Illumio is pleased to announce that CRN Magazine has chosen Rebekah McAdams, Illumio’s global director of field and channel marketing, as a CRN Woman of the Channel for 2022.
The CRN Women of the Channel list honors exceptional women for their strategic vision, thought leadership and channel advocacy that impacts growth and innovation in the channel.
We sat down with Rebekah to discuss the CRN award, how channel and regional marketing has changed in the years since the pandemic began, the momentum driving Illumio’s latest channel sales and regional marketing initiatives, and her advice for women entering the tech industry.
What does the CRN Women of the Channel Award mean to you?
I deeply appreciate this honor. I think it reflects not just on me but also Illumio and the company culture. It’s an indication of the way that working here has helped me become a better marketer and strategist.
I never want to work at a company where I'm not learning new strategies and coming up with new things to try. This award is validation of another year of personal growth for me.
Ideally, this growth never stops. I’m always asking myself, “How can I continue to get better and help our team and our company overall get better at what we do? How can we all get to the next level?”
How would you describe your role at Illumio?
I’m responsible for all regional field and channel marketing for Illumio around the world. The way I look at marketing is that global corporate marketing provides the air cover globally, and regional marketing provides the prescriptive marketing strategy in the field. Everything we do starts with first looking at the data. Is there a region with low in-bound leads? Where are we with pipeline? Is there a particular stage where we aren't moving fast enough? Once we look at the data and understand it, we can build a marketing strategy to meet the need.
How has regional field and channel marketing changed in the past few years? What’s stayed the same, and what’s different?
Like everything else, regional marketing changed during the pandemic. Everything went online. In-person meetings with prospects and customers came to a halt.
We all got used to Zoom meetings, and then we got tired of them. After two years of living online and in isolation, people’s tolerances have changed. A lot of people aren’t going to sit through an hour-long webinar now. Those webinars need to be shorter, maybe half an hour or forty minutes at most. We need more “snackable content” — information that people can consume in short periods of time, say, five to fifteen minutes.
I’m looking forward to attending the RSA Conference because we’ll finally get to talk to prospects and customers face-to-face again. We’ll get to hear about their security needs and plans, and they’ll get to see how much Illumio has grown both organizationally and in the depth and breadth of our products for Zero Trust Segmentation.
What distinguishes Illumio’s sales and regional marketing programs from those in other companies you’ve seen?
Something that's special here — and our success bears this out — is that, across the board, sales and marketing have buy-in from executive management. That support then flows down through channel sales, through partner sales, through marketing and permeates every part of the business. I believe that executive support is essential for success. Not every company provides that kind of support. Illumio does.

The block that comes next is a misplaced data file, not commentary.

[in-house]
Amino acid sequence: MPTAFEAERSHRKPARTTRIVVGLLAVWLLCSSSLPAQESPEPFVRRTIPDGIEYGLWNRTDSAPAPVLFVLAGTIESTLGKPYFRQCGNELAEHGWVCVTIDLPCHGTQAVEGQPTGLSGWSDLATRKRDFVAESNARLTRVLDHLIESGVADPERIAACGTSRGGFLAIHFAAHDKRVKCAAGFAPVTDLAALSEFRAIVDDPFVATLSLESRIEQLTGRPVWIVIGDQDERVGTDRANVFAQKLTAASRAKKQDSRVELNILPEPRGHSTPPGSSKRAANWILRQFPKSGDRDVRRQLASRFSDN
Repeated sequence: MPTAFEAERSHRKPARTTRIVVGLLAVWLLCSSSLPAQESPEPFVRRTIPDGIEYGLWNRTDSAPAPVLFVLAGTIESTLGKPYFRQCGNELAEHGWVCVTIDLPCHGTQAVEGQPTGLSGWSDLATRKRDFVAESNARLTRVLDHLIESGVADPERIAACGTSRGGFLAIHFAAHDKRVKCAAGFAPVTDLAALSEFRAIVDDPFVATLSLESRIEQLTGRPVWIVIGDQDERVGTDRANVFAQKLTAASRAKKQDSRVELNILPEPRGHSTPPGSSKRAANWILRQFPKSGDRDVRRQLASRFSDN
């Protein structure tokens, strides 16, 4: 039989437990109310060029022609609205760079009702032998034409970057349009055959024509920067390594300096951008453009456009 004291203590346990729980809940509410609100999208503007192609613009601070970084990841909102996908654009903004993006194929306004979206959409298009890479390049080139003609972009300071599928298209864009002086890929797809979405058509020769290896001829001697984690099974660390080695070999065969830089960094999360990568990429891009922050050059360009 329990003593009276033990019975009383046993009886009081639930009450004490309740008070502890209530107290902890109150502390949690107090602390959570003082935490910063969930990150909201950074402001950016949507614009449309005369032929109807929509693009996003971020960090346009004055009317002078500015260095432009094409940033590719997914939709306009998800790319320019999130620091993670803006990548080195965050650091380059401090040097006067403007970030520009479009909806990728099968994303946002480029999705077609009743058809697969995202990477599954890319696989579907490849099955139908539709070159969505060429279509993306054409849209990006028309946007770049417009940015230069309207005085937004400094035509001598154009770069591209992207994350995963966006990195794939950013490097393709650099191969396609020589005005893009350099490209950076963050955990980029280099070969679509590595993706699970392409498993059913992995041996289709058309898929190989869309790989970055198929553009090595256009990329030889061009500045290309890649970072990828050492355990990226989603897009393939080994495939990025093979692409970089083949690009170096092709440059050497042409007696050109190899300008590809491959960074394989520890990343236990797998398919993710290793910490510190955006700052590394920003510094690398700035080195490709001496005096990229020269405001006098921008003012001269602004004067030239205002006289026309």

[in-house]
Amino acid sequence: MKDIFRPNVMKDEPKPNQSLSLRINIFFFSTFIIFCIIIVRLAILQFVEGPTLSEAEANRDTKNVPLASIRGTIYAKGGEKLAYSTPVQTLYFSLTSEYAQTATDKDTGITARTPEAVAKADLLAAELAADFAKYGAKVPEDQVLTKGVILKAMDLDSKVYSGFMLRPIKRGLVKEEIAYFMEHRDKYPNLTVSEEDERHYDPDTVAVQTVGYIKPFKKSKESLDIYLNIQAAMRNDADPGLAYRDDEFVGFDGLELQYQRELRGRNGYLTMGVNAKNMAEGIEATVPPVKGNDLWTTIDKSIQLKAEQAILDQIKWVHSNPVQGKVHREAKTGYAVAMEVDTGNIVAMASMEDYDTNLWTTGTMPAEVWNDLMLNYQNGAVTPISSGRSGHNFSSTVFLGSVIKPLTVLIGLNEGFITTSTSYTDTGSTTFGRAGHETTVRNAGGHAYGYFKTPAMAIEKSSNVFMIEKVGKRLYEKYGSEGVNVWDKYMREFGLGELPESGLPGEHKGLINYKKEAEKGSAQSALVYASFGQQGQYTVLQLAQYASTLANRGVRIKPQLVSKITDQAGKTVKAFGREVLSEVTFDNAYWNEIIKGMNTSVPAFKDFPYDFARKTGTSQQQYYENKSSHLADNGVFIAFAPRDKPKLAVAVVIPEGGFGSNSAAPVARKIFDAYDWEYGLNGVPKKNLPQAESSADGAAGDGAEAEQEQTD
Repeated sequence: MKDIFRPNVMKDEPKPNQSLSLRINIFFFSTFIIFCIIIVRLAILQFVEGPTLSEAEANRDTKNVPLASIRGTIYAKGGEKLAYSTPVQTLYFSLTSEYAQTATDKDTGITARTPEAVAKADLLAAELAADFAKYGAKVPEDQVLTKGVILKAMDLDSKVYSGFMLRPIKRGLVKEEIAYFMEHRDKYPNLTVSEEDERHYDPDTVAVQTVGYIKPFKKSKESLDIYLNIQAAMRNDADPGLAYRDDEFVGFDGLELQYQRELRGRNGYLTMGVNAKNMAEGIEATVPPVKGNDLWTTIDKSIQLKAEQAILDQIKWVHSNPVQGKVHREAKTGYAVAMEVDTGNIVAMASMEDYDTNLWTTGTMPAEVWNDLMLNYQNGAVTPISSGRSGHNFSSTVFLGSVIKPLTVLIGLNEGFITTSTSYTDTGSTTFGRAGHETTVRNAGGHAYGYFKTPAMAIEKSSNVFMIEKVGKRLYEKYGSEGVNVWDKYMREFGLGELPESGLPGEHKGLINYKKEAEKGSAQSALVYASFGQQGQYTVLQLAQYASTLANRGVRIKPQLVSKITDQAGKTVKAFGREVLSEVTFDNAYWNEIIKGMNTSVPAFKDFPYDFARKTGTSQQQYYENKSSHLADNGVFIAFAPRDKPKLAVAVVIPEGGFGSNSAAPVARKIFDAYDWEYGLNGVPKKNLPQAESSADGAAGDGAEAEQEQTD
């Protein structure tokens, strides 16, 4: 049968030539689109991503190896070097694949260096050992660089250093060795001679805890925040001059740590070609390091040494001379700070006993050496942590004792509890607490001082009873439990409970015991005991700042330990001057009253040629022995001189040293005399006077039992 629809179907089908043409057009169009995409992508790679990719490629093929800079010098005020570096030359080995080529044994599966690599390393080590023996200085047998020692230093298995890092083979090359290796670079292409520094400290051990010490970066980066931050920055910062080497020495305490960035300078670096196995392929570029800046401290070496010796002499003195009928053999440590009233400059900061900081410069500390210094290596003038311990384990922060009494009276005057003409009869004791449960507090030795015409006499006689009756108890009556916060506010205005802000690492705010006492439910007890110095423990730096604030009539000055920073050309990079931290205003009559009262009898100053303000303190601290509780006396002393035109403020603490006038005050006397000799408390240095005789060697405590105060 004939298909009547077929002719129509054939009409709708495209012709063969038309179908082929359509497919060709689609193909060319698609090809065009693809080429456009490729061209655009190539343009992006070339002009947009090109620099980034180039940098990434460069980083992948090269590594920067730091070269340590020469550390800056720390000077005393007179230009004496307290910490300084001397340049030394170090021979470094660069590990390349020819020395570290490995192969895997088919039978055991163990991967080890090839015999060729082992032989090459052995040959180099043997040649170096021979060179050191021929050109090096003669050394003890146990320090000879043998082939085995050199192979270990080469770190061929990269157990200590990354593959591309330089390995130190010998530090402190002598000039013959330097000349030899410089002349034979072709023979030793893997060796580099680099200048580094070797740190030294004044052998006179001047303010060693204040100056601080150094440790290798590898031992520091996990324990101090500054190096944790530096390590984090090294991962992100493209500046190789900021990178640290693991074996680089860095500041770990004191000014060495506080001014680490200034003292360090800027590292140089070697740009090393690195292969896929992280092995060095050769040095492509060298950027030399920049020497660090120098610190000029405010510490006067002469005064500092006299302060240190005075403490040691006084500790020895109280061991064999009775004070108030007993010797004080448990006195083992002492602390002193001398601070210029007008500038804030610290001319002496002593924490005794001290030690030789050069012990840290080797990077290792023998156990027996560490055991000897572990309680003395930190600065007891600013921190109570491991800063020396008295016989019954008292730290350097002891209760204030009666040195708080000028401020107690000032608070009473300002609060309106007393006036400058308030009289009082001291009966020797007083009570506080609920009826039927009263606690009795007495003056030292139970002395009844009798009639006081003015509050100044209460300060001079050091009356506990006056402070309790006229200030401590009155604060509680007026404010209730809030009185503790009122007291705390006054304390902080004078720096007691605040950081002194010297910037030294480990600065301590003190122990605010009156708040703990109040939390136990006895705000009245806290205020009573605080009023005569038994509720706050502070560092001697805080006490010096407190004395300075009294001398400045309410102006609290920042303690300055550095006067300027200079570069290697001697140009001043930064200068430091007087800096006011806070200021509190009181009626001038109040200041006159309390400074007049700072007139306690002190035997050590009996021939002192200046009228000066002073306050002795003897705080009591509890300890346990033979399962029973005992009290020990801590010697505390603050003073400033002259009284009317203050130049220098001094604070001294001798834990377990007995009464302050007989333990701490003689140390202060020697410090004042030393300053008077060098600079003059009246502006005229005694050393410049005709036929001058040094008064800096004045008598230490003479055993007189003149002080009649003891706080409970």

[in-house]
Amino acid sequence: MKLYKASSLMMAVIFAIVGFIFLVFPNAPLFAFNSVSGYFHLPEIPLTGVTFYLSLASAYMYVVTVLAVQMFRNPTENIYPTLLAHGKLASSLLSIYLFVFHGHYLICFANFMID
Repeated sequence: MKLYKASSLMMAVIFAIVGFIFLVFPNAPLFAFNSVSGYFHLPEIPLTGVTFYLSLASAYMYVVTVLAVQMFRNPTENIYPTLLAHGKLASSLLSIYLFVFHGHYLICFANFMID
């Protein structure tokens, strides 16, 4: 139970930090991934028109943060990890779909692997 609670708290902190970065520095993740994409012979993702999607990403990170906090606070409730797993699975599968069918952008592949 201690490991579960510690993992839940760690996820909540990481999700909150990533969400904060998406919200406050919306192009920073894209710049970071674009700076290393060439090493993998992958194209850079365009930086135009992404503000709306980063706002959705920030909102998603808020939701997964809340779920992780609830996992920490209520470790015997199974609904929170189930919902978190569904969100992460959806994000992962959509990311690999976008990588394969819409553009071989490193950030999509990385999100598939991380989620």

Since this is an award acknowledging the contributions of women in the technology industry, what is your advice to young women getting started in tech?
Never be afraid to raise your hand and ask for an opportunity. Several years ago, I was working at another company, and I wanted to expand my role into a global position there. The person who had previously covered the APAC region left the company, and that left a void. So I just said, “I'm going to do it.” I volunteered. And the company gave me a chance to prove that I could manage the role.
I leaned in, asked questions to those with more experience and worked hard to learn what marketing works best in the region.
From that experience, I would say, “Don't be afraid to raise your hand to take on opportunities based on note having experience. Never be afraid to ask questions.”
People often talk about the need for more mentors. If somebody has not volunteered to be a mentor to you, ask for mentorship from someone. Find the people who will help you. There's always at least one person in your network that you can reach out to. Start developing your community of mentors now.
Your mentors don't have to be in your current company. They don't even necessarily have to be in your field of work. Some of my best mentors work in sales. Having salespeople as mentors helps me be a better marketing person, because I'm able to align what they see as important with what I’m developing and implementing as part of our marketing strategy.
Don’t succumb to imposter syndrome. Don’t say, “I'm not going to do it because I wouldn't be good at it.” You never know unless you try. So just try. Go for it.
For women entering tech, “Step forward. Take opportunities. Ask questions, find mentors and don’t be afraid to make mistakes along the way. The path might be rocky in places, but eventually it leads to success.”
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